Sasol’s results presentation in February was an awkward affair. The session was pre-recorded and then aired on the company’s website.
It was not interactive. When the recording ended so did the webcast. Other corporate interactions and results announcements are usually interactive. The top executives of a company will meet in person with a group of individuals and the rest tune in online.
At the end of the session, the group of people in attendance are given the opportunity to speak to the executives of the company asking them questions and commenting on the financial results being presented. This was not the case with Sasol. But then again Sasol is not your typical company…
It left an impression that the top brass at the giant South African petrochemicals company does not like to take questions from stakeholders and analysts… Given that the company has just come out of severe financial distress which nearly sent it to the graveyard the top brass would be forgiven for wanting to avoid tough questions.
The company produced a strong set of results but confessed that its South African operations were a lag on the overall performance of the group… South Africa is proving to be a tough place to do business with its soft macroeconomic fundamentals.
Any multinational with exposure in South Africa attributes any lacklustre performance on its part to this exposure to this jurisdiction. The case of Sasol is especially unique because in the past the company used to generate windfall profits and cash from its groundbreaking technology of producing fuel by extracting it from coal a technology it called CTL or coal to liquids.
Over time the company pioneered technology it termed GTL or gas to liquids among other operations which enabled the fuels juggernaut to expand outside of South Africa into Africa, the Middle East and eventually its defining moment which nearly proved to be its nemesis, the Lake Charles project in the United States.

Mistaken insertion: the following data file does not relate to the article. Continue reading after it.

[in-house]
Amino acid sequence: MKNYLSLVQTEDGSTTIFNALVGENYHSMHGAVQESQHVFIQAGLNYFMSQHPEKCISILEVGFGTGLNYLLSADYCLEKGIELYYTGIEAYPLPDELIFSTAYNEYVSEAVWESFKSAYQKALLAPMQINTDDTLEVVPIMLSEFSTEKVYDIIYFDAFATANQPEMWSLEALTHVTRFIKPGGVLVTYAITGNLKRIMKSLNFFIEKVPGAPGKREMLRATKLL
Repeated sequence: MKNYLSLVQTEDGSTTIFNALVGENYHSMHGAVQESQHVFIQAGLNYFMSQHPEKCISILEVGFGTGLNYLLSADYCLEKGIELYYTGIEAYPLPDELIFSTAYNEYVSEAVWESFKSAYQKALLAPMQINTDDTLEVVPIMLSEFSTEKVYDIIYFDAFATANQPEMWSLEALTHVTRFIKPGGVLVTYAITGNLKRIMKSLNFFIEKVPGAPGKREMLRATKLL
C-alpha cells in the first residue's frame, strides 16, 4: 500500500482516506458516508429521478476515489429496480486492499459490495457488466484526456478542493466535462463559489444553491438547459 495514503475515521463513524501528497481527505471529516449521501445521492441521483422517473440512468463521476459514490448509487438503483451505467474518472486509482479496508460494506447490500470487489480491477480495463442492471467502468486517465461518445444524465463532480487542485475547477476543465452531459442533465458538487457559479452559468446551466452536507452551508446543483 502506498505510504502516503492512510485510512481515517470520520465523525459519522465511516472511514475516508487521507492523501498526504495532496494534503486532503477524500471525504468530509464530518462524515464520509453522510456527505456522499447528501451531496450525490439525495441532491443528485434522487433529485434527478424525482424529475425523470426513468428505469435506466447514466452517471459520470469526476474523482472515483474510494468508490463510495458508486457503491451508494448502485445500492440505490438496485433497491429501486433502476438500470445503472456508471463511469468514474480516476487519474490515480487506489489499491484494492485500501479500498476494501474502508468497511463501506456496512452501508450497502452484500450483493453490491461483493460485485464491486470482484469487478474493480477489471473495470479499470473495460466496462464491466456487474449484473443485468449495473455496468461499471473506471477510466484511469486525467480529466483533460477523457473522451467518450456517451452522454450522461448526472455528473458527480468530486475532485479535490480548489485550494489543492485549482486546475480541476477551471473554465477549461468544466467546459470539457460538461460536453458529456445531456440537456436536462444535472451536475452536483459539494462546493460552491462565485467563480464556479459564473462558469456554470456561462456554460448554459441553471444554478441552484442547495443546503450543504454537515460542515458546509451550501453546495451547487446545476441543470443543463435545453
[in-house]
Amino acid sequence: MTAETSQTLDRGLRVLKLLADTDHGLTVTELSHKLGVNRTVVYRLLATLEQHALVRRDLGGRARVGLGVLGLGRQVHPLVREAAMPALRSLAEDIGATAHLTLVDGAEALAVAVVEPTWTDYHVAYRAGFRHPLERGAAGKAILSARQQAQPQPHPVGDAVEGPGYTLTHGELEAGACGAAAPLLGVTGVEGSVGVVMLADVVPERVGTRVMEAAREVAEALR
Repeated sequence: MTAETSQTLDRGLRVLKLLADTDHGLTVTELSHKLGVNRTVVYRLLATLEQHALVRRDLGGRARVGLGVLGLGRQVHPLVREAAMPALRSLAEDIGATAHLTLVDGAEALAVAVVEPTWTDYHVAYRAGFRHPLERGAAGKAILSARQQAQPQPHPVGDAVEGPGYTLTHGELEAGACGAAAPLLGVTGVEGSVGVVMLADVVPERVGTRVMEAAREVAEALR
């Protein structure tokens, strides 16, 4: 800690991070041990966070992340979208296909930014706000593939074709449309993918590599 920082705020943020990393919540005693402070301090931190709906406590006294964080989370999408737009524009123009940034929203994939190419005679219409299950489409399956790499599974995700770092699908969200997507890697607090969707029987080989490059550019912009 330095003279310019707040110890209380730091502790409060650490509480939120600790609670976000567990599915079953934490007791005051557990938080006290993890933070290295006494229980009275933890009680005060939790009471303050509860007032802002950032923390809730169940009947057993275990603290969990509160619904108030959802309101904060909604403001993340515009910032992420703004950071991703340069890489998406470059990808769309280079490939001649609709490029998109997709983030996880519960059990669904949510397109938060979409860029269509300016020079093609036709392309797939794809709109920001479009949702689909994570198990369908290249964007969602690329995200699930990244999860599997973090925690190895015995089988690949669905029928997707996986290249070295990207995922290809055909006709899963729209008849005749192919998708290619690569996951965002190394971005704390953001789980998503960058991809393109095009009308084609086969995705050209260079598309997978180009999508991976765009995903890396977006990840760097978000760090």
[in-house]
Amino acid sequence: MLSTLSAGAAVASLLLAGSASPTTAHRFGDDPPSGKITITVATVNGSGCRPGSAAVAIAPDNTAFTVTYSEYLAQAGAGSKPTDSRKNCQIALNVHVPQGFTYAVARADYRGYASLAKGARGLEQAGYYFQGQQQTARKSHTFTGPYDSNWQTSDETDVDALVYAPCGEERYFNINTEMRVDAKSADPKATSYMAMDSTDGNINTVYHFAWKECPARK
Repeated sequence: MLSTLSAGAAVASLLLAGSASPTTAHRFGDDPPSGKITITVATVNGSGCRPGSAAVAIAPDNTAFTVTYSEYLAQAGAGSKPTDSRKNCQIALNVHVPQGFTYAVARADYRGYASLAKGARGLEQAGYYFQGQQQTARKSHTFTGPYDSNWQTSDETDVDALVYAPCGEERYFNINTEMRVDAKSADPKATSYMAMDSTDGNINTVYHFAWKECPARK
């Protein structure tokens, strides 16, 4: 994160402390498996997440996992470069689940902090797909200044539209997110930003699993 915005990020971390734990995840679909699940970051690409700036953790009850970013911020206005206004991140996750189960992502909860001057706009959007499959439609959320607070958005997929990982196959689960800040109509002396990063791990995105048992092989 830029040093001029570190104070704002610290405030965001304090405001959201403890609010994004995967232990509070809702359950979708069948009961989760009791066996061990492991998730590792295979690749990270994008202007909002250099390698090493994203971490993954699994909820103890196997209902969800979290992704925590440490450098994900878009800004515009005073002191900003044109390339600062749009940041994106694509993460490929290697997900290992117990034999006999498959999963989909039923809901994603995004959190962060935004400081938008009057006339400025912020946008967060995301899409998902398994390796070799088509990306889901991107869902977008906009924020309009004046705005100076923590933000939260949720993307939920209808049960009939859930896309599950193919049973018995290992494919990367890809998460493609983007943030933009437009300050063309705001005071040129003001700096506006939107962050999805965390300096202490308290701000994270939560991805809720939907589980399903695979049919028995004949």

This project encountered challenges and cost overruns in its development which claimed the scalps of the 2 joint CEOs at the time Bongani Nqwababa and David Constable who had to resign their top jobs when the news broke that the company would be late in bringing on stream the project and to make matters worse at a cost higher than what was originally projected.
This was not the only problem with Lake Charles… A large amount of debt had been piled onto Sasol’s balance sheet to fund the project… This debt was denominated in US dollars which proved to be very expensive in an environment characterized by a weakening Rand.
It was not long before the company was in financial distress which culminated in a rights offer and restructuring exercises with its bankers.
Financial Highlights 2021
Sasol has a vast geographic footprint…
Sasol Integrated Report 2021
2019 and 2020 were not good years for Sasol and its chief executive officer Fleetwood Grobler, the man tasked with turning around the fortunes of the once-mighty company. These 2 years were the worst in the company’s history because of the collapse in the oil price and the unprecedented Covid pandemic.